A comic pile. Piles of comics. Comics. Piles. These two words have had a long, mutually beneficial association. I must confess however, I never expected to encounter a graphic novel that would unite these two words to address a subject that’s best described as challenging. At first glance it seems almost perverse. Piles. Piles. Yes. That piles. This is a comic, with piles.
Don’t run away! Please be assured that we’re not about to embark on some coprophilic journey. At 100-odd pages, this one-shot serves much more unexpected fare. We’re introduced to urbanite Hagong, ‘a young wannabe writer struggling with his creativity’, yet only after a thoroughly realised flight of fantasy that effortlessly transports you inside the head of this protagonist.
He’s a young man struggling to find his place. He has some difficulties that he really isn’t managing very well, at all: his relationship with the beautiful Jini; his rather monstrous mother; his loyal mate who is exasperated by Hagong’s inability to get a grip. And of course, there’s his piles, or to use the more correct term, haemorrhoids.
Would it amuse you to learn that for the first thirty odd pages, Hagong is sat inside a toilet cubicle? Well, he is and you know what? It’s OK. It works. This guy may not be any kind of role model but his strongest attribute, his imagination, certainly has its appeal. During this first segment, one absorbs considerable detail on his life, predicaments and character, along with well visualised perspectives of the supporting cast. The chapter is elevated to another level however, by two distinctly styled, confidently executed ‘trips’; surreal leaps into Hagong’s mind’s eye. The artwork bounds from scene to scene, toying with layouts and design with exuberance, yet always adding to the narrative; punctuation; dramatization; momentum. And Hagong hasn’t even pulled up his pants yet.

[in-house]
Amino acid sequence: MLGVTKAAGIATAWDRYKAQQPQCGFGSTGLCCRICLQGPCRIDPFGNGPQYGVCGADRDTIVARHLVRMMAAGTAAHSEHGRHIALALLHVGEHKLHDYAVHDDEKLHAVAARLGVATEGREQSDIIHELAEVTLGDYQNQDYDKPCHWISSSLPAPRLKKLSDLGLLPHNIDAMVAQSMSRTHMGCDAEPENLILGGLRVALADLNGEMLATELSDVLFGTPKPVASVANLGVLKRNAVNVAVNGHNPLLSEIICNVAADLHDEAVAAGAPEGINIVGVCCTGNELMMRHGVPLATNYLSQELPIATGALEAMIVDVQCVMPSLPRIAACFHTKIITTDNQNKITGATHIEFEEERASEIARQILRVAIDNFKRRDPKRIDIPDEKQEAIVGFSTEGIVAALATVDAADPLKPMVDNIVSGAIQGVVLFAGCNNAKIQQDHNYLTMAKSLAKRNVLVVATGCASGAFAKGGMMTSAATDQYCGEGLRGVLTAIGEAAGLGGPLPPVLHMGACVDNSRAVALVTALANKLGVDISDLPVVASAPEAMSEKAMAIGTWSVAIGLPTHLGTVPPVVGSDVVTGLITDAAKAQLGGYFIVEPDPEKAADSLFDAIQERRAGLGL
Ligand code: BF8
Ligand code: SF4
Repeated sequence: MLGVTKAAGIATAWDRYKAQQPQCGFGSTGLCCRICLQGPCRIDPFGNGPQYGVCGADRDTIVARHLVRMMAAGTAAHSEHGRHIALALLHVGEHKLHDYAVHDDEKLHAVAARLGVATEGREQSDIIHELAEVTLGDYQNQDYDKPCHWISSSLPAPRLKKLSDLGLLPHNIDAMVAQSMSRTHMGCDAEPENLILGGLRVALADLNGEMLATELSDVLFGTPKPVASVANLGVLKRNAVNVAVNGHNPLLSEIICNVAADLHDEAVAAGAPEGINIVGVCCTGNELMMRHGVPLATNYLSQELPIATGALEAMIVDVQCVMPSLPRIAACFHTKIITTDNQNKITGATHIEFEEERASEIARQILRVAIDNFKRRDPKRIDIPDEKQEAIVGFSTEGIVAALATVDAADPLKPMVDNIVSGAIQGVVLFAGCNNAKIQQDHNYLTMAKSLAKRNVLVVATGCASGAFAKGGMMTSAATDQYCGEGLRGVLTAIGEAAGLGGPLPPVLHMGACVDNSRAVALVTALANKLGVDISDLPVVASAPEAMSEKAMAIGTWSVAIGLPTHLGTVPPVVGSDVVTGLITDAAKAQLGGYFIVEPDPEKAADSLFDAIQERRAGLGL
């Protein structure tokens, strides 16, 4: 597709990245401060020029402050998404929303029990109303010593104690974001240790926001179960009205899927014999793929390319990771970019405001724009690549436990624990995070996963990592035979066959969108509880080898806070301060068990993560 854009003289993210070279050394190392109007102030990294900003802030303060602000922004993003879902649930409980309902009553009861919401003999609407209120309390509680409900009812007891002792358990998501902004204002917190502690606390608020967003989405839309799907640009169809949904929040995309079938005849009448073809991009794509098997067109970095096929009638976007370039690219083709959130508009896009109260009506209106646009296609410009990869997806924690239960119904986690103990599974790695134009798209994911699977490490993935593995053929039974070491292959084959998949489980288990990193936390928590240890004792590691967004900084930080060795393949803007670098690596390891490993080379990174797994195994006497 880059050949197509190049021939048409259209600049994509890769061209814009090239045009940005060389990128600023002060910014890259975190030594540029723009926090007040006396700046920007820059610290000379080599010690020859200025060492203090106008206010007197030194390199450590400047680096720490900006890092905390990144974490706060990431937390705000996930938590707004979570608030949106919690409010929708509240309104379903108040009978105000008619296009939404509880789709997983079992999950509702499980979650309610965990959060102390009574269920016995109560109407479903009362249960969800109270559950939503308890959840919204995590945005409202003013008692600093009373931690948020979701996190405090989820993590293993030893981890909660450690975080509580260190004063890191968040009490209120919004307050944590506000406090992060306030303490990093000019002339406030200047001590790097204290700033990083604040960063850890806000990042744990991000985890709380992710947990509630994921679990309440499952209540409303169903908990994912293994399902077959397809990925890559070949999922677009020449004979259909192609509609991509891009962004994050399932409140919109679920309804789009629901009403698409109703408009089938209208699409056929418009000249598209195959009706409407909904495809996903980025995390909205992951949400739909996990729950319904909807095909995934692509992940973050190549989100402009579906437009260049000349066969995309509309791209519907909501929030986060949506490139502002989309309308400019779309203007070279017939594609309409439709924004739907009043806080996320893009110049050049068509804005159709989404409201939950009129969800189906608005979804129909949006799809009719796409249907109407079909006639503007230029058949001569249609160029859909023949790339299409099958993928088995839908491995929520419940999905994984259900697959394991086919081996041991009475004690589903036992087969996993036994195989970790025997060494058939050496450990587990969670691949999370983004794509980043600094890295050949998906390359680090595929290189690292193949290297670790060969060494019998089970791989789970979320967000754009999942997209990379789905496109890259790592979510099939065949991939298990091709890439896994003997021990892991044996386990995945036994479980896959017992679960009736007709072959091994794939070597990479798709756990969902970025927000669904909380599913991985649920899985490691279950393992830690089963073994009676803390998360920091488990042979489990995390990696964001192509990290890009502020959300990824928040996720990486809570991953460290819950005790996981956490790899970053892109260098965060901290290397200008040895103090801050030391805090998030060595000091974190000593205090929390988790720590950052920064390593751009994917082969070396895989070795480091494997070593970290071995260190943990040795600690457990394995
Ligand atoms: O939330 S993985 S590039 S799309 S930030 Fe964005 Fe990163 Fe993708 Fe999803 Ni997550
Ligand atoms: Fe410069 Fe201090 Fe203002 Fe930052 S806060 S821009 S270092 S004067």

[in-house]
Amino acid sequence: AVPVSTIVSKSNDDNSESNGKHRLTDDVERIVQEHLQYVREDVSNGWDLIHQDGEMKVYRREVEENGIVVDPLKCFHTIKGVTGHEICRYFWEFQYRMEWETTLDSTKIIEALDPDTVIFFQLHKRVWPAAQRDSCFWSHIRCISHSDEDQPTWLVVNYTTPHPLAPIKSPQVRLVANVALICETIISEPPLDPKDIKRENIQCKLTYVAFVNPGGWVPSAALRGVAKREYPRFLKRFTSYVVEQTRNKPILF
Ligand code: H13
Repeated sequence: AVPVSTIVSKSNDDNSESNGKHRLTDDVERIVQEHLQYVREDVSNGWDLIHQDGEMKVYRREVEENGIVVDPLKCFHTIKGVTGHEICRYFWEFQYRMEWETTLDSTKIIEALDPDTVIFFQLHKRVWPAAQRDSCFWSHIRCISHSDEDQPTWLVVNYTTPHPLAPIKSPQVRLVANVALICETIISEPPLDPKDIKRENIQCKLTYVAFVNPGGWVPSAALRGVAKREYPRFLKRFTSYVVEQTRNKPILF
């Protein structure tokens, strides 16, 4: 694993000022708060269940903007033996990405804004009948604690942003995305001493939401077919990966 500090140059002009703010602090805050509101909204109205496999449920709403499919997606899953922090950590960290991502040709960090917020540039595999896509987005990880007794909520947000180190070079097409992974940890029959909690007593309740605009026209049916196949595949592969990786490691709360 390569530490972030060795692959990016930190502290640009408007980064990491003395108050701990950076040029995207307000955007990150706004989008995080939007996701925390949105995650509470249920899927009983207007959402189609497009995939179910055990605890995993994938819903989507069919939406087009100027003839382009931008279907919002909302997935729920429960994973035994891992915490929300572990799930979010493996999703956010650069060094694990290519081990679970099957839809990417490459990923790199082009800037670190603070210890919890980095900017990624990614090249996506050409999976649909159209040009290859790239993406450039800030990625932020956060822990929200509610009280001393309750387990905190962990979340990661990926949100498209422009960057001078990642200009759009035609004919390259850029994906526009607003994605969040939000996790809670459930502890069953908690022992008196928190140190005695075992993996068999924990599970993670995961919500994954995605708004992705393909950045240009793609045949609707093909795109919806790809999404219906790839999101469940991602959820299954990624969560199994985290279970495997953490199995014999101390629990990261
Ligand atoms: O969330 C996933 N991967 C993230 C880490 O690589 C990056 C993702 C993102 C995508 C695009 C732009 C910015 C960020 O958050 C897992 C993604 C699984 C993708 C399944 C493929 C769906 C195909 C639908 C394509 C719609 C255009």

These parallel tracks of his dour reality and rich fantasy interweave throughout. The juxtaposition of matters of the heart and soul with an unpalatable physical condition is vividly and bluntly illustrated. As Hagong is confronted, so is the reader and the results are inventive and compelling. Although, you might occasionaly wince.
The applied colour palettes are another pleasing aspect. As with the line-work, there’s no rigidity here; stark black and white clashes; vivid red/black duo-tones; full-colour bursts; ‘water-coloured’ mono-tone panels with organic tints and blends; all in service of the scene in play and adding layers to the over-arching story.
The writing is also creditable. This tale is full of pace and there’s no place here for panels of exposition.‘Events, dear boy, events’ are a potent reminder that regardless of one’s woes, the world is turning with each second, thus avoiding over-indulgent navel-gazing. With a few well versed words, situations and characters are portrayed with some depth. The dialogue is grounded and genuine; the voices come quickly and clearly to one’s ears.
With this drama, there are difficulties to be overcome, pennies to be dropped and revelations to be had. This isn’t an overblown ode to an aspiring artists’ wrestling with his inner being. This is a well observed characterisation of Hagong, a flawed work-in-progress. However, it’s the surrealistic, daringly rendered jaunts into his creative consciousness that make this tale more than the sum of it’s parts. And it’s this approach that transforms a potentially puerile physical complaint into a circumspect metaphor.
As for how Hagong deals with the dilemmas placed before him, I recommend you obtain this enterprising piece and see for yourselves. This graphic novel, originally published in Korea by Blue Wolf, is available from Shooting Star Press.